Endothelial dysfunction has been proposed to contribute to impaired blood flow control or hypertension in many conditions characterized by hyperinsulinemia or hyperglycemia. However, most studies have focused on whether endothelial dysfunction is present in the established phases of these various hypertensive states, and there is little known concerning the role of the endothelium in the initial stages. This study tested whether nitric oxide production, before endothelial dysfunction develops, plays an important role in counteracting the hypertensive response to chronic glucose infusion. Glucose was infused (18.6 mg/kg per minute IV) for 7 days in 8 normal rats (G) and in 9 rats with a long-term background intravenous infusion of N(G)-nitro-L-arginine methyl ester (L-NAME) at 10 microg/kg per minute (G+L). Mean arterial pressure (MAP), measured 24 hours per day, increased an average of approximately 11 mm Hg in the G rats. L-NAME treatment increased MAP an average of 28+/-2 mm Hg in the G+L rats, and glucose infusion raised MAP >30 mm Hg above that, averaging 155+/-8 mm Hg by day 6. In addition, heart rate increased from an average of 389+/-8 bpm to 441+/-16 bpm by day 6, whereas there was no significant change in the G rats. Glomerular filtration rate decreased significantly with L-NAME treatment and decreased in both groups by day 3 of glucose infusion, reaching lower levels in the G+L rats. These results show that NO is required to minimize the increase in MAP during glucose infusion and suggest that renal and neural mechanisms may be important in mediating that effect.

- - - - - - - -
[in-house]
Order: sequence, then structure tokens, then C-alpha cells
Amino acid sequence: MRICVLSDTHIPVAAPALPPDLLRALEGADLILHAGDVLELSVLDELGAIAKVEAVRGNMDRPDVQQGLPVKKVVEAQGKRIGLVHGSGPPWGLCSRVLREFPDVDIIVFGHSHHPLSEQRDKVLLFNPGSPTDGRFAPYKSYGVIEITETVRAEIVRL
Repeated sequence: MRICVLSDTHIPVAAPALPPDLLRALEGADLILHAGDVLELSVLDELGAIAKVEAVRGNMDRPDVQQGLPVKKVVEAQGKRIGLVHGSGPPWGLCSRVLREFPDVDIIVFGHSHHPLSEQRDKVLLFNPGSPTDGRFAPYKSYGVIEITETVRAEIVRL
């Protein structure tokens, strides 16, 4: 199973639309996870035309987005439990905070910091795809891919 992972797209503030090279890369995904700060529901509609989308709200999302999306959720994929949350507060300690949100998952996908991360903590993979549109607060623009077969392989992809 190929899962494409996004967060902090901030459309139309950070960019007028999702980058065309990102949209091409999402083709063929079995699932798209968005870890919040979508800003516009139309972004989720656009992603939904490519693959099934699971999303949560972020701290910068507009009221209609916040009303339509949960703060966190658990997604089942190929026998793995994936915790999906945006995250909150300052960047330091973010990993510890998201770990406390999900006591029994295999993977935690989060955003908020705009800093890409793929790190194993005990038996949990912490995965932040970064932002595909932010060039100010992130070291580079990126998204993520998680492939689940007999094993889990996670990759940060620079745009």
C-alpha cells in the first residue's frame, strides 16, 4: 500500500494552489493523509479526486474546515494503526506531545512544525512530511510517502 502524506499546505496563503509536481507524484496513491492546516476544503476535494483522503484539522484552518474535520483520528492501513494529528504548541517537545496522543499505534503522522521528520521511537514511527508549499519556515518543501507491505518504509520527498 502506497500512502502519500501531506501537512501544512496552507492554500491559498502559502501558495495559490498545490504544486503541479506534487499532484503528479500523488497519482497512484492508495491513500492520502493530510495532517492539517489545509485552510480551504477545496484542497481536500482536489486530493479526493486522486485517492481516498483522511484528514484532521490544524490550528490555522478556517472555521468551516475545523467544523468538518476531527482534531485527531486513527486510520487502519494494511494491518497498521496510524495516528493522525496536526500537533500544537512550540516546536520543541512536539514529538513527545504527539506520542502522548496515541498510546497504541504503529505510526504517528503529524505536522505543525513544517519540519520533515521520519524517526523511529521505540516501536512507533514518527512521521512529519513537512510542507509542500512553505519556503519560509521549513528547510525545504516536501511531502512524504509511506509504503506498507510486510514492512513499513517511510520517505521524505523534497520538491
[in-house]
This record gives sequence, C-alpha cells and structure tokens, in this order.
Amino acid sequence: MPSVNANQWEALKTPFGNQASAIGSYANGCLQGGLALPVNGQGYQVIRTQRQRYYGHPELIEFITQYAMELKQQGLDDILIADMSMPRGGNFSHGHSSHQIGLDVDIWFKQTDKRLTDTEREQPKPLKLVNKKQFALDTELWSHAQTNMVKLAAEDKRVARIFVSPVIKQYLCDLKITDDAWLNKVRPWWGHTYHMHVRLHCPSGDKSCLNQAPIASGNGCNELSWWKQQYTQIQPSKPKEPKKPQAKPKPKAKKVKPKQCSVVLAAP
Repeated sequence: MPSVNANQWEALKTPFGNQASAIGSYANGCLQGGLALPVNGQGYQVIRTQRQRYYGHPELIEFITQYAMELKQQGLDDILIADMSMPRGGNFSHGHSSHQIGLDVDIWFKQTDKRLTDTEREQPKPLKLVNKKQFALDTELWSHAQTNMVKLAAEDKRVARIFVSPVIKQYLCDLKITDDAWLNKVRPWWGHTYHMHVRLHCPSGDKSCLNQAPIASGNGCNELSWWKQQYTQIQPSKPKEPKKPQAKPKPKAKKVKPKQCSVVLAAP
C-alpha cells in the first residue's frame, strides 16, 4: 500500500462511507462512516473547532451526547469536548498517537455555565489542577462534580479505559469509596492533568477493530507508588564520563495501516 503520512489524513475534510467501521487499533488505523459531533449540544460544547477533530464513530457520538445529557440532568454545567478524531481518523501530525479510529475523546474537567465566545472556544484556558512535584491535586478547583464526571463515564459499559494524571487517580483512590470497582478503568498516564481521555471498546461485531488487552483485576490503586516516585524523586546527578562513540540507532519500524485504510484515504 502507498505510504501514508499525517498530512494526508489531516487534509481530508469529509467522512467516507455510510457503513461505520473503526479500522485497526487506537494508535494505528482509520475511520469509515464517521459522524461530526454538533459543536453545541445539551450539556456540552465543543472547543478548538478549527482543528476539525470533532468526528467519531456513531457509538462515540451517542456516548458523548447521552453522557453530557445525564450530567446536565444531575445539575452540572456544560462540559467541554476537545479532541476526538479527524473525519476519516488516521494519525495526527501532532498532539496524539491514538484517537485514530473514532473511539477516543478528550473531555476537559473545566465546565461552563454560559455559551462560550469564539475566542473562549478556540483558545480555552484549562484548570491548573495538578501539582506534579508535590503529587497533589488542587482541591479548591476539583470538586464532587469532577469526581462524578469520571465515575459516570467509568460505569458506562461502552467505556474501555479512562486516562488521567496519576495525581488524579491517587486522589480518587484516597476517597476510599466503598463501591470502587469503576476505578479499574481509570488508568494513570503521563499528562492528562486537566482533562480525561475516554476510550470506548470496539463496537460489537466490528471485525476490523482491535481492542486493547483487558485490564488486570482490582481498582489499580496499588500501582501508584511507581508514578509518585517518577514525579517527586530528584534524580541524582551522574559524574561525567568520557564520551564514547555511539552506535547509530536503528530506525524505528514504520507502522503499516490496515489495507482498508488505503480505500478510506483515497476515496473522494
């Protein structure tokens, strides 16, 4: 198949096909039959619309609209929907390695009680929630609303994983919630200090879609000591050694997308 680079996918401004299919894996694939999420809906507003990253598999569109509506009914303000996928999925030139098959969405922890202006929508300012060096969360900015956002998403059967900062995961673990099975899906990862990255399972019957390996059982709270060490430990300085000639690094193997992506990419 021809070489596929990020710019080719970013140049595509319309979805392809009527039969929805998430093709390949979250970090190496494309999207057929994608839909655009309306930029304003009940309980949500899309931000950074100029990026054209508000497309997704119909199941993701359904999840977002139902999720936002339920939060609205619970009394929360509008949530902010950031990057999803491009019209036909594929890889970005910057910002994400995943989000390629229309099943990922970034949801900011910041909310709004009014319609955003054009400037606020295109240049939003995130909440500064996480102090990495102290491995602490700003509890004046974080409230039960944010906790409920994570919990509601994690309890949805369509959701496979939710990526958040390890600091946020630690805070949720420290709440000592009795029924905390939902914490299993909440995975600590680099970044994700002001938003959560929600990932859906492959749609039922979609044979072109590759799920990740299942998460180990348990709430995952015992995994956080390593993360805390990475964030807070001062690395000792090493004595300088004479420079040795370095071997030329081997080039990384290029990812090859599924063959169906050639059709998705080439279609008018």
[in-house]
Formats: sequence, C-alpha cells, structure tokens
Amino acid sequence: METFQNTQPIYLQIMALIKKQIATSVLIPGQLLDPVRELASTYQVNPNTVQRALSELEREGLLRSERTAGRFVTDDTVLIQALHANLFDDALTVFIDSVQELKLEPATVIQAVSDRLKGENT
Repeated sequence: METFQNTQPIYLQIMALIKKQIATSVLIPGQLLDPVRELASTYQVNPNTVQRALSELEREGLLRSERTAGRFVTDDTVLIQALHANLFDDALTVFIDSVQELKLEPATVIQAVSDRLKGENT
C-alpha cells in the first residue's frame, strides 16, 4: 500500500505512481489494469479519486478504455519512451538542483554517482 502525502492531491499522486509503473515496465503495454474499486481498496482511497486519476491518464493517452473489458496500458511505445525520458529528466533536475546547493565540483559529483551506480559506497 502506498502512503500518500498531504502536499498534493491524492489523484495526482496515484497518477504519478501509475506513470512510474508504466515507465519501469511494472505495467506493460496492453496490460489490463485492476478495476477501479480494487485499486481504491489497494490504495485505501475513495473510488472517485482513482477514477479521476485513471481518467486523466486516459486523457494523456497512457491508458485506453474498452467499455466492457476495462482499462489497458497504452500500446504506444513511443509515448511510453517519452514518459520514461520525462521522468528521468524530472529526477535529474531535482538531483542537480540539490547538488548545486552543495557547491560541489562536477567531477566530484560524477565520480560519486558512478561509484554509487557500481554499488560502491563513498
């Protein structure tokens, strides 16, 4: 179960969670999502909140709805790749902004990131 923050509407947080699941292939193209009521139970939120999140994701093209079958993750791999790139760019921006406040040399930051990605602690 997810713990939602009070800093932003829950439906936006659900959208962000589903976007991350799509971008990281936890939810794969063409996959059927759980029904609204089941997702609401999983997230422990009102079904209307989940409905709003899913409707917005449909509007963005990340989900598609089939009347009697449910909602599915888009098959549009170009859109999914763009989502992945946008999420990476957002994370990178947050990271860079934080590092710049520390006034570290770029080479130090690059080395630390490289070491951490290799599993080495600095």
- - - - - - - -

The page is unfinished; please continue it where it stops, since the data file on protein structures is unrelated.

Claxton, C. R., Brands, M. W., Fitzgerald, S. M., & Cameron, J. A. (2012). Inhibition of Nitric Oxide Synthesis Potentiates Hypertension During Chronic Glucose Infusion in Rats. Hypertension, 35(1), 451–456. https://doi.org/10.1161/01.hyp.35.1.451